Skimboarding: there's science behind art | Photo: Exile Skimboards

Few things compare to the unique experience of skimboarding. Most people glance at a skimboard and wonder why it doesn't sink into the sand as soon as they step on it. Instead, you glide across the water effortlessly.

When you've mastered the sport, you can even take your board out into the breakers, skimming toward the waves and riding them for a brief amount of time, like surfers.

You might feel like a god as you rush across the surface of the water, but have you ever wondered how skimboarding actually works?

There are actually a few simple physics lessons to be taught here. Read on to learn about the science behind skimboarding, and be ready to say, "Whoa, dude!"

Waking and Displacing

A skimboard is a small watercraft similar to a boat but uses human power instead of an engine.

Both have one thing in common - when they move, they displace water. The more water they displace, the slower they move.

Since human power can only make the board go so far, the goal of skimboarding is to conserve energy. If the skimboard is pushing a large amount of water aside, that means the user will lose energy and slow down.

That's why skimboards work perfectly in shallow water - they have less water to displace.

Skimboarding: defying gravity | Photo: Exile Skimboards

It's All About the Ground Effect

It's not just the shallow water itself that makes a skimboard work. Because the board is so close to the ground, tiny masses of swirling water are formed under the board.

This happens when the board squeezes the water downward, but the ground squeezes it back upward. This is called the ground effect.

These vortices of water prevent the board from touching the sand. This creates the skimming effect until you hit deeper water, where buoyancy and speed are needed to keep skimming.

To provide an example, think of a helicopter hovering just after takeoff, almost touching the ground.

The blades whip up air into swirling vortices, which keep the helicopter aloft even though it just left the ground.

This effect allows the helicopter to "skim" along the ground at low altitudes, and you can see the swirling air in action when the blades kick up dirt and dust particles.

Does "Pumping" Really Work?

A common term among skimboarders is "pumping." This refers to the motion a skimboarder makes with their legs when they reach deeper water so that they stay afloat.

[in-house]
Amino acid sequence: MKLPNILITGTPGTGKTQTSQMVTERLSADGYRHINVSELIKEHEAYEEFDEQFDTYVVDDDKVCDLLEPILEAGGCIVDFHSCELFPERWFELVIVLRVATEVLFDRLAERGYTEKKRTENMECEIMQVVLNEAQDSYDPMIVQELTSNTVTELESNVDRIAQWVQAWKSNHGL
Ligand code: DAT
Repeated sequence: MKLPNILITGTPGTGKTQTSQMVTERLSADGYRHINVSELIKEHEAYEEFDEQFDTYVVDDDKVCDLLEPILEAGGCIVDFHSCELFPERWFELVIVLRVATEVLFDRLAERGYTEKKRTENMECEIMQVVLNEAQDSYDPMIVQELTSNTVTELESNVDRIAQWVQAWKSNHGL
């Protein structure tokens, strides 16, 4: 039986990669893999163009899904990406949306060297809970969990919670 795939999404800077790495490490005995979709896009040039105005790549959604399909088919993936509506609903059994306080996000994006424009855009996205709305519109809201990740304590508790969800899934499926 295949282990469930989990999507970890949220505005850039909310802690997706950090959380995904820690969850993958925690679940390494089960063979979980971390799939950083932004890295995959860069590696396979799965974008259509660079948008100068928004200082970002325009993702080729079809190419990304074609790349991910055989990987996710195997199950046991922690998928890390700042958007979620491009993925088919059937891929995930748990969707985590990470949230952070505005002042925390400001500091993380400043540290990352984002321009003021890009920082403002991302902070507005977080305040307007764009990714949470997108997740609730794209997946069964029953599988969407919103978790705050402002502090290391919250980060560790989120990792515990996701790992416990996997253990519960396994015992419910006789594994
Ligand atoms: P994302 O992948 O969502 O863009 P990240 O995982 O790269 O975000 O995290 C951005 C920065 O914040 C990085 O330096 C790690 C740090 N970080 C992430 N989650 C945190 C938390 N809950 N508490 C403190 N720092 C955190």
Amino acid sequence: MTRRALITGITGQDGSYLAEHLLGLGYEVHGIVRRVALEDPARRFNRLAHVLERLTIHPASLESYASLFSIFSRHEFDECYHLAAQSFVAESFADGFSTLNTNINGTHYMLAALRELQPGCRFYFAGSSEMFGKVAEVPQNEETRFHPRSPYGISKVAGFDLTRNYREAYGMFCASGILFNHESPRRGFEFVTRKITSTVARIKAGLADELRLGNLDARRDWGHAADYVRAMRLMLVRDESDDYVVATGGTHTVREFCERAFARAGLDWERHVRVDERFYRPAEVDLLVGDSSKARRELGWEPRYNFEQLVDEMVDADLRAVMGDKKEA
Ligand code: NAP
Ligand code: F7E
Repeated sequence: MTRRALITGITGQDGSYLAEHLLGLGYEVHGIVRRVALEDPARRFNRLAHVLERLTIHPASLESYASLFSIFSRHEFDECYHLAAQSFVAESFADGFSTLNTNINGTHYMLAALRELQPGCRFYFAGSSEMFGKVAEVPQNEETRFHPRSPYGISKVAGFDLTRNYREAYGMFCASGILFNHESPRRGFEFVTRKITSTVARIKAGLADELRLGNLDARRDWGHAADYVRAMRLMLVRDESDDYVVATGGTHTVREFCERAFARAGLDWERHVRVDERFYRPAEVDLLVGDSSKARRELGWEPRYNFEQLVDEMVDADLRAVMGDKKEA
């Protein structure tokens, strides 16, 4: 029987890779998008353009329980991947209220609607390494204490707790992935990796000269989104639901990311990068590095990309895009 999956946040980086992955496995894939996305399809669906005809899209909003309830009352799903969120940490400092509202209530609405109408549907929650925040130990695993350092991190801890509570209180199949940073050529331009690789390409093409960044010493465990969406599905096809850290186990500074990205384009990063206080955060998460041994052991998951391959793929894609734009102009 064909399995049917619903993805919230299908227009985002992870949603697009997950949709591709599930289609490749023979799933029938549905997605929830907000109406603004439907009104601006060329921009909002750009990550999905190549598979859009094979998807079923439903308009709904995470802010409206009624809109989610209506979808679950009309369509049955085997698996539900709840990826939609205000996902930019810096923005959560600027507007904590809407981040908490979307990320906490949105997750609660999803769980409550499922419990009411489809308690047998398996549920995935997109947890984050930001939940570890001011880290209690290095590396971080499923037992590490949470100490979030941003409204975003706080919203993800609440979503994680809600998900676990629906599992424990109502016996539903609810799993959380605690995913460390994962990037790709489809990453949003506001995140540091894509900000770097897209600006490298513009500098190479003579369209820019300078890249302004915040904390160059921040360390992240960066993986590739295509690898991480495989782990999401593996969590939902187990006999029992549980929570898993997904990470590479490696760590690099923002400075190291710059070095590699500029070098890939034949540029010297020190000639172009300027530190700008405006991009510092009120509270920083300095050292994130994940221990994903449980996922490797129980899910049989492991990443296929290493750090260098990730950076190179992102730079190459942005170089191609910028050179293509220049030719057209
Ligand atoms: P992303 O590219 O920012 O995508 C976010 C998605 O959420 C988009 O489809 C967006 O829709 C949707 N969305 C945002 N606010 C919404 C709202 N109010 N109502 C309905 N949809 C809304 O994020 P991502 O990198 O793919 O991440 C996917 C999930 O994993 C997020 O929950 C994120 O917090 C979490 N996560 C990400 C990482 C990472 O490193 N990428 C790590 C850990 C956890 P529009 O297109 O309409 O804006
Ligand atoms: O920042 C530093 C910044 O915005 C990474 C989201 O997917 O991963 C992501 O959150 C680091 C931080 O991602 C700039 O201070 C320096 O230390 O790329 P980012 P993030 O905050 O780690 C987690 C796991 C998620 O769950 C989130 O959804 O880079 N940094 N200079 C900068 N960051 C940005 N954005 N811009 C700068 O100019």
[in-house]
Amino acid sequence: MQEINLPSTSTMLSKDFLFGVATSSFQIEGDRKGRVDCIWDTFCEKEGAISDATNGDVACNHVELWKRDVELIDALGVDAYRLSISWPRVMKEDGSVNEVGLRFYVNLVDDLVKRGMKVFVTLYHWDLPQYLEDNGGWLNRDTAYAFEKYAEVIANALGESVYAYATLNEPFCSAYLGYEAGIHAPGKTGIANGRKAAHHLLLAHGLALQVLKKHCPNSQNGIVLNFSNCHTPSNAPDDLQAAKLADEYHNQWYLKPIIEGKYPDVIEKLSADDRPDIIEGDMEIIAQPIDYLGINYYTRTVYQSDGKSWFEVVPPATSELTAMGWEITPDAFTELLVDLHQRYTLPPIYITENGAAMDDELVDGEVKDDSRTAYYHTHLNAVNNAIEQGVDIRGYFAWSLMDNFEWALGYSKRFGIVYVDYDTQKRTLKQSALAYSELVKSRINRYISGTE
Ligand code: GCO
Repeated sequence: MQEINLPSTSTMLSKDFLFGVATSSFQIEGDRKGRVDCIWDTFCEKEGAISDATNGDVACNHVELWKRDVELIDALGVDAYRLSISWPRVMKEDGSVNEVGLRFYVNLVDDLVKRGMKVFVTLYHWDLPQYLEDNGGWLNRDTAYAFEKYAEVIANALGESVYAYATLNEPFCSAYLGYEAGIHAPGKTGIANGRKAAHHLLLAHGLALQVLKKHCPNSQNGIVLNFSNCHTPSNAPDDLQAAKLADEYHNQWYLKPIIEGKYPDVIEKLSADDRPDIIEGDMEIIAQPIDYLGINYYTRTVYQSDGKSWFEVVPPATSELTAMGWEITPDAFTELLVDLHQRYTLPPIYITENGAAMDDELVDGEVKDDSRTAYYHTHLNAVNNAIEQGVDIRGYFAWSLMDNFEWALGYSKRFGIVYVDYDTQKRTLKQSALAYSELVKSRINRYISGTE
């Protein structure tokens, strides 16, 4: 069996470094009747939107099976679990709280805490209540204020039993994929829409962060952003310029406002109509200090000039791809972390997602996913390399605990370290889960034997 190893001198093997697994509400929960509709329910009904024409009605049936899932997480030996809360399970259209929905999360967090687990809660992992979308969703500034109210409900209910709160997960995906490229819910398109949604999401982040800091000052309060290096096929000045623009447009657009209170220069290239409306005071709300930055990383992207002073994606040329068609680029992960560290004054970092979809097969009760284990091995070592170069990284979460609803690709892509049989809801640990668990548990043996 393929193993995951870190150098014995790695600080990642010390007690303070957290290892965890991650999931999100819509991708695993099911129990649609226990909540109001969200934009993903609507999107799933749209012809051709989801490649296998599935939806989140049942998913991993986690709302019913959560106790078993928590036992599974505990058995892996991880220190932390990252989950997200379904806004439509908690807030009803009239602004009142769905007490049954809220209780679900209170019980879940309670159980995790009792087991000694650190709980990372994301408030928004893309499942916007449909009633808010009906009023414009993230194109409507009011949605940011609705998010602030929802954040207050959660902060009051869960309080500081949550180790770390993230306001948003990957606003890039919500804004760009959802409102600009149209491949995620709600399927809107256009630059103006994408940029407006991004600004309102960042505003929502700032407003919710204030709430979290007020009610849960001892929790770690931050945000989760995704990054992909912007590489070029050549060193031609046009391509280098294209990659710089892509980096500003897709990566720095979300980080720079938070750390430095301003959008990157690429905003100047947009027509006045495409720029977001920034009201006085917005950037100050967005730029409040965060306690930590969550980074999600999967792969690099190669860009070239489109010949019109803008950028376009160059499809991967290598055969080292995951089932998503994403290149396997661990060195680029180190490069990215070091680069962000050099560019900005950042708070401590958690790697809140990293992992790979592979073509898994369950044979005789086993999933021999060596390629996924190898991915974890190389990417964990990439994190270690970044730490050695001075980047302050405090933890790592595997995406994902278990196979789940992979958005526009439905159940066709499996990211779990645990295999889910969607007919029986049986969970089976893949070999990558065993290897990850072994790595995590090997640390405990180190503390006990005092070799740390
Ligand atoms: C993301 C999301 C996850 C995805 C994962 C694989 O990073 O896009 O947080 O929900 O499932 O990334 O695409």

Skimboards have a smaller surface area than surfboards. This means that they don't stay afloat as long as surfboards, and that's why skimboarders need to pump when they reach breakers.

To pump, a skimboarder stomps their front foot up and down on the top of the board, which supposedly makes them stay afloat longer and travel faster and farther across the water.

What's surprising is this motion actually makes a skimboarder go slower. But that doesn't mean the board will sink just yet.

Pumping is a rocking motion - rocking the board back and forth creates a small burst of momentum that temporarily rests the board on top of the water.

When skimboarders repeat this motion rapidly, the board sinks and hops out of the water continuously.

See, sometimes science can be fun! Skimboarding has been gaining popularity lately, but not many people know the science behind it.

Now that you're well-versed in the mechanics of skimboarding, you can teach your friends something new while catching some gnarly waves.

Words by Scott Huntington | Writer, Traveler, and Extreme Sports Fanatic

Top Stories

What is stone skipping? The art of throwing flat rocks across the water has become a semi-professional sport involving technique and science.

Catching a wave on a skimboard involves two significant variables: timing and technique.

Skimboarding is a highly versatile sport that can be practiced and enjoyed both in and out of the water.

Wax is often used to help you stick to your skimboard while flatland or wave skimming.